Mr. China: A Memoir is a book for all of us who have ever longed to “crack” the China market and Chinese culture — and come out as the ultimate “Old China Hand”. “But in the end, it’s an illusion” states the author Tim Clissold of this pursuit. He should know — he’s gotten about as deep as you can go in China, from a meager Mandarin student in Beijing to a respected investment advisor hobnobbing with high-ranking Beijing officials, traveling from the chilly Northeast to the desert of Western China and all points in between. It’s been a wild and humbling ride for him, and Clissold tells all — at least the most salient points — in this striking memoir that holds lessons for anyone keen on the China market.
Clissold gets the China bug when he first travels to Hong Kong as a young man. What others describe as utter chaos becomes instead a fascinating challenge and paradigm of living:
I’d go into a restaurant and they’d tell me that there was no rice or I’d go to a bar and they’d pretend to be out of beer. I even found a restaurant in Xi’an that closed for lunch. But after a while, I learned to probe and question, cajole and persuade — and never to give in! So I barged into kitchens in restaurants to find something to eat and went upstairs in hotels in search of an empty room….Even going to buy vegetables was a challenge but I sensed a rapport with the people I met; it was almost as if they enjoyed the game of wits and they often gave me a laugh or a smile once they finally gave in. I never felt any malice from them; it was more like a bad habit that no one seemed able to break.
Clissold was, in essence, spellbound by the country, as most aspiring “Old China Hands” usually are. So much so that he found himself bored with his stomping grounds of London. In a desperate attempt to re-engage with China, he tries to persuade his managers to set up an investment office there, but ends up being all but written off as a nutcase. There was only one thing for him to do: quit his job and go to China to study Mandarin.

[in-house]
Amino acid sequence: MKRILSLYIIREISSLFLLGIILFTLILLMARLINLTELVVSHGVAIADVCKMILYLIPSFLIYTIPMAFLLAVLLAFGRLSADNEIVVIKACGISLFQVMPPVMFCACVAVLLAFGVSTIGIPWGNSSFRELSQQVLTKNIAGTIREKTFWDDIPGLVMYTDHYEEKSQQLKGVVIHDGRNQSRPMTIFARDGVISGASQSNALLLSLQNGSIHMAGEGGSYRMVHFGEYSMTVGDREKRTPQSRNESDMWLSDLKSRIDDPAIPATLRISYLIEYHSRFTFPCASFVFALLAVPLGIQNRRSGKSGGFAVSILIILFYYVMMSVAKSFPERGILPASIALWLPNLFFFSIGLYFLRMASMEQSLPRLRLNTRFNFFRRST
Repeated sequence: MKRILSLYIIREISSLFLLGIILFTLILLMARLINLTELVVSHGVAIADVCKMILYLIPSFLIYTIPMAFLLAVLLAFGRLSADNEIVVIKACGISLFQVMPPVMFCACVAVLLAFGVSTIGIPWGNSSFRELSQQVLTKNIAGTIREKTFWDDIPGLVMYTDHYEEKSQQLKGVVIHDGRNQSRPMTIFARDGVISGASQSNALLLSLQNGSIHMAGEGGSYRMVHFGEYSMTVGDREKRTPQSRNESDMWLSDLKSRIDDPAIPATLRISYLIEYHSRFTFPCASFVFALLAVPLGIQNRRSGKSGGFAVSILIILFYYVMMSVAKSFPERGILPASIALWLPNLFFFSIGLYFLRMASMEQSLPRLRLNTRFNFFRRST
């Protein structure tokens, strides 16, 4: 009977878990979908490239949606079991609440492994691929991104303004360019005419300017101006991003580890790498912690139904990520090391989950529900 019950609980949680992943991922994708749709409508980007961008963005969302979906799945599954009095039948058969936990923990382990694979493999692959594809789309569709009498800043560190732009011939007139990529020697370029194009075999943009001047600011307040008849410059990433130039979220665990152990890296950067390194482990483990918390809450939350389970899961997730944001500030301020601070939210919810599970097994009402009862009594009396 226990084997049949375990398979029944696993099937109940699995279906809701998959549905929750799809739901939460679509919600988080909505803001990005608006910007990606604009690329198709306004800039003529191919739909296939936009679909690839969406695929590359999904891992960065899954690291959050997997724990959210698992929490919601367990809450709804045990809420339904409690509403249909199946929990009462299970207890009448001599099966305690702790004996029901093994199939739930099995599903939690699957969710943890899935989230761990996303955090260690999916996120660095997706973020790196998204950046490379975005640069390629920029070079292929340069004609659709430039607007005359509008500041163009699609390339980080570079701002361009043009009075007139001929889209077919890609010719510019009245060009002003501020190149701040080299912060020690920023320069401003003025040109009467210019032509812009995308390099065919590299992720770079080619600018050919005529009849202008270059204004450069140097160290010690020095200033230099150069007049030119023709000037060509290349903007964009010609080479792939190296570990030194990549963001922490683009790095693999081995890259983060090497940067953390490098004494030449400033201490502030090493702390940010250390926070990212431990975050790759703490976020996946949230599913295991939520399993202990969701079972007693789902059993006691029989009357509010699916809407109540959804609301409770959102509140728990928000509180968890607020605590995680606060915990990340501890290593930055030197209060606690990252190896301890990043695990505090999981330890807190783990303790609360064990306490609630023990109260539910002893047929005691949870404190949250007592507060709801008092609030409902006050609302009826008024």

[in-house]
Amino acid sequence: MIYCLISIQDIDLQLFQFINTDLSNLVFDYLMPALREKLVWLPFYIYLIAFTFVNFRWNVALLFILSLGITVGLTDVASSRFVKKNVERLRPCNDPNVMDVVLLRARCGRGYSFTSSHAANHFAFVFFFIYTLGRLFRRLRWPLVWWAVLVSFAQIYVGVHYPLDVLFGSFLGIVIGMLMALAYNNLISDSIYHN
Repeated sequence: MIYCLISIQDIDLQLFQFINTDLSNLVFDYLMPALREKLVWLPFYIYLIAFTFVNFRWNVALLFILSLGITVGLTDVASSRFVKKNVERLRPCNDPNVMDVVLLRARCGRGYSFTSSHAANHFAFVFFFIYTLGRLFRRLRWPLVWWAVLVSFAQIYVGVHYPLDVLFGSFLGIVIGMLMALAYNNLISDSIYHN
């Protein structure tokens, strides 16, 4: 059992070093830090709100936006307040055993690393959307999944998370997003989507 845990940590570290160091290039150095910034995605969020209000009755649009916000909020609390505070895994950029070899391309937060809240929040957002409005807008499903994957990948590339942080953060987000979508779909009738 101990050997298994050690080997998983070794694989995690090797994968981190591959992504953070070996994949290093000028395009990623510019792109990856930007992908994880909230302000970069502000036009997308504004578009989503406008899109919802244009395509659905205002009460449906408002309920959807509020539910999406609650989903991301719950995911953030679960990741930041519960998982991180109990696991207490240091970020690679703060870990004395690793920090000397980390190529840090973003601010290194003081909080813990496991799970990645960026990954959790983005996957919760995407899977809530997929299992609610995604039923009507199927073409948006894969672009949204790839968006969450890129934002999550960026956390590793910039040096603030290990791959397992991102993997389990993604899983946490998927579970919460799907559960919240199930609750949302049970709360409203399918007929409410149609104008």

As the saying goes, be careful what you ask for. Just after the Tiananmen Square massacre, China warns against “spiritual pollution” making those few brave foreign souls on Chinese campuses — such as Clissold — largely ignored by the student population. Clissold’s foray into a life of Mandarin study is also short on creature comforts, from monotonous meals of cabbage and rice to a grubby winter existence of few hot showers, little heat and just-washed jeans that freeze instantly.
After a year of studying, shrinking finances force him to find work. As luck would have it, his former employer in London — Arthur Andersen — is hiring: they need someone to help investors find worthwhile projects in China. And so begins Clissold’s journey into the unchartered territory of financing the new economy.
He assembles a team to help him along the way: Pat and Ai Jian. Pat is a larger-than-life career banker who made a name in investment in Hong Kong and sees opportunity knocking in the great frontier of China. Ai Jian is an “ex-Red Guard and forced-peasant-turned-bureaucrat” relegated to a desk job at a hotel after getting into some trouble at Tiananmen, but he’s hungry to make a difference and has the contacts to prove it.
Working through Ai Jian’s contacts and beyond, the team travels across China, from the rivers of Sichuan to the frozen oil fields of the Northeast border with Russia, in search of investment opportunities, and discovers a hidden and sometimes perplexing world. There are mountaintop military factories looking to transition to civilian goods with unexplained colossal explosions in the background, and elaborate drunken banquets with high-ranking government officials where animal genitalia is a delicacy.